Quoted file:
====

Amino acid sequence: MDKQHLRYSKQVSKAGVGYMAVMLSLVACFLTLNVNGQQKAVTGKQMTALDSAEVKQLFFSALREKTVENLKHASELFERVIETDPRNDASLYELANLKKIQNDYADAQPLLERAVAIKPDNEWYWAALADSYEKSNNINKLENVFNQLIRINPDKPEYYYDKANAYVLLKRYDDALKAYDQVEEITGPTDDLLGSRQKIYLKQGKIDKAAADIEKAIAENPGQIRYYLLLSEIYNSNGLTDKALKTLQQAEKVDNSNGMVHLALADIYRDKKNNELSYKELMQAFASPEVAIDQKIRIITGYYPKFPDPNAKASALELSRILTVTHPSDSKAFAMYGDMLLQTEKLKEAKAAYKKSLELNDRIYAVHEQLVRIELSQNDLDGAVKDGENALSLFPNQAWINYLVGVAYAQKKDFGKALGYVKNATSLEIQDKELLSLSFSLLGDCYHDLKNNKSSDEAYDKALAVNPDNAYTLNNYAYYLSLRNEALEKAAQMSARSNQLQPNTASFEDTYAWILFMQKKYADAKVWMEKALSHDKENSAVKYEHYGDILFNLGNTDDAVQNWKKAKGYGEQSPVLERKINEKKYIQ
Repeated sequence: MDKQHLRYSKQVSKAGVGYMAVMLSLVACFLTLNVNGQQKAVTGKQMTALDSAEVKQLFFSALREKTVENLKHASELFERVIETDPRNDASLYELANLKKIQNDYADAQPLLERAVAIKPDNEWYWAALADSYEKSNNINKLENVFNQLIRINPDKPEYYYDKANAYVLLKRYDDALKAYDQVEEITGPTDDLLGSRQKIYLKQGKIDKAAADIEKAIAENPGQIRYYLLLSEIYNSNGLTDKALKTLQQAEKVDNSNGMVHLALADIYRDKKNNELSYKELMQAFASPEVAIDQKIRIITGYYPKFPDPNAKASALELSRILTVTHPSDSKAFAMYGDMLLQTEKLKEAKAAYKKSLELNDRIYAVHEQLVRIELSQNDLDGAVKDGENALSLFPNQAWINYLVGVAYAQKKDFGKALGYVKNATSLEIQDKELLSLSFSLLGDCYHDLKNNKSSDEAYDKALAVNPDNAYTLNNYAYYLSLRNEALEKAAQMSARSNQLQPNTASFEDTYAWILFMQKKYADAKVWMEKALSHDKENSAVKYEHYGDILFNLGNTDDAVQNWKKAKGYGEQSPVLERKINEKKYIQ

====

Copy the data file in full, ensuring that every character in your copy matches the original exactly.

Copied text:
Amino acid sequence: MDKQHLRYSKQVSKAGVGYMAVMLSLVACFLTLNVNGQQKAVTGKQMTALDSAEVKQLFFSALREKTVENLKHASELFERVIETDPRNDASLYELANLKKIQNDYADAQPLLERAVAIKPDNEWYWAALADSYEKSNNINKLENVFNQLIRINPDKPEYYYDKANAYVLLKRYDDALKAYDQVEEITGPTDDLLGSRQKIYLKQGKIDKAAADIEKAIAENPGQIRYYLLLSEIYNSNGLTDKALKTLQQAEKVDNSNGMVHLALADIYRDKKNNELSYKELMQAFASPEVAIDQKIRIITGYYPKFPDPNAKASALELSRILTVTHPSDSKAFAMYGDMLLQTEKLKEAKAAYKKSLELNDRIYAVHEQLVRIELSQNDLDGAVKDGENALSLFPNQAWINYLVGVAYAQKKDFGKALGYVKNATSLEIQDKELLSLSFSLLGDCYHDLKNNKSSDEAYDKALAVNPDNAYTLNNYAYYLSLRNEALEKAAQMSARSNQLQPNTASFEDTYAWILFMQKKYADAKVWMEKALSHDKENSAVKYEHYGDILFNLGNTDDAVQNWKKAKGYGEQSPVLERKINEKKYIQ
Repeated sequence: MDKQHLRYSKQVSKAGVGYMAVMLSLVACFLTLNVNGQQKAVTGKQMTALDSAEVKQLFFSALREKTVENLKHASELFERVIETDPRNDASLYELANLKKIQNDYADAQPLLERAVAIKPDNEWYWAALADSYEKSNNINKLENVFNQLIRINPDKPEYYYDKANAYVLLKRYDDALKAYDQVEEITGPTDDLLGSRQKIYLKQGKIDKAAADIEKAIAENPGQIRYYLLLSEIYNSNGLTDKALKTLQQAEKVDNSNGMVHLALADIYRDKKNNELSYKELMQAFASPEVAIDQKIRIITGYYPKFPDPNAKASALELSRILTVTHPSDSKAFAMYGDMLLQTEKLKEAKAAYKKSLELNDRIYAVHEQLVRIELSQNDLDGAVKDGENALSLFPNQAWINYLVGVAYAQKKDFGKALGYVKNATSLEIQDKELLSLSFSLLGDCYHDLKNNKSSDEAYDKALAVNPDNAYTLNNYAYYLSLRNEALEKAAQMSARSNQLQPNTASFEDTYAWILFMQKKYADAKVWMEKALSHDKENSAVKYEHYGDILFNLGNTDDAVQNWKKAKGYGEQSPVLERKINEKKYIQ